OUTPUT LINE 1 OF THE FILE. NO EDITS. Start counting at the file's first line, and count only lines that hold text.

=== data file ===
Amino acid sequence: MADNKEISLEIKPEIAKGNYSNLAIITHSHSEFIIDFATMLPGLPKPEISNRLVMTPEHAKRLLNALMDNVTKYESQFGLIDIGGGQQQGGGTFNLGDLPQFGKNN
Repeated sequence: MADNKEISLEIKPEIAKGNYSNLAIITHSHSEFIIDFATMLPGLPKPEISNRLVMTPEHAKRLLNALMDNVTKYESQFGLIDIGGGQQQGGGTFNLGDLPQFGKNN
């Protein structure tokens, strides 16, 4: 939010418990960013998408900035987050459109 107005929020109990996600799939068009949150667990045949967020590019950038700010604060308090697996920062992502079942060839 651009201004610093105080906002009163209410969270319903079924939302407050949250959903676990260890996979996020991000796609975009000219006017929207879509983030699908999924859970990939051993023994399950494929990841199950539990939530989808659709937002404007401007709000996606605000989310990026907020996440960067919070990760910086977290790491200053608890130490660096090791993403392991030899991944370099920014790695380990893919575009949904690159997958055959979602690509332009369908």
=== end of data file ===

Amino acid sequence: MADNKEISLEIKPEIAKGNYSNLAIITHSHSEFIIDFATMLPGLPKPEISNRLVMTPEHAKRLLNALMDNVTKYESQFGLIDIGGGQQQGGGTFNLGDLPQFGKNN